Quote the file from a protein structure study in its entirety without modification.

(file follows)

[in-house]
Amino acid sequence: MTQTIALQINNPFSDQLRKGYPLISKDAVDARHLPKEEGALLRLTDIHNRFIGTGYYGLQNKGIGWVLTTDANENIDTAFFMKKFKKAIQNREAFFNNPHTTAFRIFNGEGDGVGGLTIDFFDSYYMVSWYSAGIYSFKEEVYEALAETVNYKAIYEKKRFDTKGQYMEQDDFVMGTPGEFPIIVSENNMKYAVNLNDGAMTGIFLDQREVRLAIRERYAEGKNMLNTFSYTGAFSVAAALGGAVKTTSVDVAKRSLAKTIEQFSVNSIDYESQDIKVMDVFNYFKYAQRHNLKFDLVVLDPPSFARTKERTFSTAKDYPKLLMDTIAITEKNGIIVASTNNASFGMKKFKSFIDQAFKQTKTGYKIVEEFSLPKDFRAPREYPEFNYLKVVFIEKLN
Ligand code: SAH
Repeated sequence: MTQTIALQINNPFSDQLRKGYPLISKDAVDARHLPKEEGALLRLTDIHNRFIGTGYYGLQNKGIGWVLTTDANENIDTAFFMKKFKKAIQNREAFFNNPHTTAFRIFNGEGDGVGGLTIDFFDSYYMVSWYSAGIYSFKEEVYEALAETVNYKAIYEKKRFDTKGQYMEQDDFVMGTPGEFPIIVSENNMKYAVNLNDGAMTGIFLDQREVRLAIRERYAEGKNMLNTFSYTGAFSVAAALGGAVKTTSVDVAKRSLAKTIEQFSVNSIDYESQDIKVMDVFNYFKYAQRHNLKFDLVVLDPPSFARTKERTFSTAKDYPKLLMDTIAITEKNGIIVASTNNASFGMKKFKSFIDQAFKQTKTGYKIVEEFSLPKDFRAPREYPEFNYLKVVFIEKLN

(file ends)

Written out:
[in-house]
Amino acid sequence: MTQTIALQINNPFSDQLRKGYPLISKDAVDARHLPKEEGALLRLTDIHNRFIGTGYYGLQNKGIGWVLTTDANENIDTAFFMKKFKKAIQNREAFFNNPHTTAFRIFNGEGDGVGGLTIDFFDSYYMVSWYSAGIYSFKEEVYEALAETVNYKAIYEKKRFDTKGQYMEQDDFVMGTPGEFPIIVSENNMKYAVNLNDGAMTGIFLDQREVRLAIRERYAEGKNMLNTFSYTGAFSVAAALGGAVKTTSVDVAKRSLAKTIEQFSVNSIDYESQDIKVMDVFNYFKYAQRHNLKFDLVVLDPPSFARTKERTFSTAKDYPKLLMDTIAITEKNGIIVASTNNASFGMKKFKSFIDQAFKQTKTGYKIVEEFSLPKDFRAPREYPEFNYLKVVFIEKLN
Ligand code: SAH
Repeated sequence: MTQTIALQINNPFSDQLRKGYPLISKDAVDARHLPKEEGALLRLTDIHNRFIGTGYYGLQNKGIGWVLTTDANENIDTAFFMKKFKKAIQNREAFFNNPHTTAFRIFNGEGDGVGGLTIDFFDSYYMVSWYSAGIYSFKEEVYEALAETVNYKAIYEKKRFDTKGQYMEQDDFVMGTPGEFPIIVSENNMKYAVNLNDGAMTGIFLDQREVRLAIRERYAEGKNMLNTFSYTGAFSVAAALGGAVKTTSVDVAKRSLAKTIEQFSVNSIDYESQDIKVMDVFNYFKYAQRHNLKFDLVVLDPPSFARTKERTFSTAKDYPKLLMDTIAITEKNGIIVASTNNASFGMKKFKSFIDQAFKQTKTGYKIVEEFSLPKDFRAPREYPEFNYLKVVFIEKLN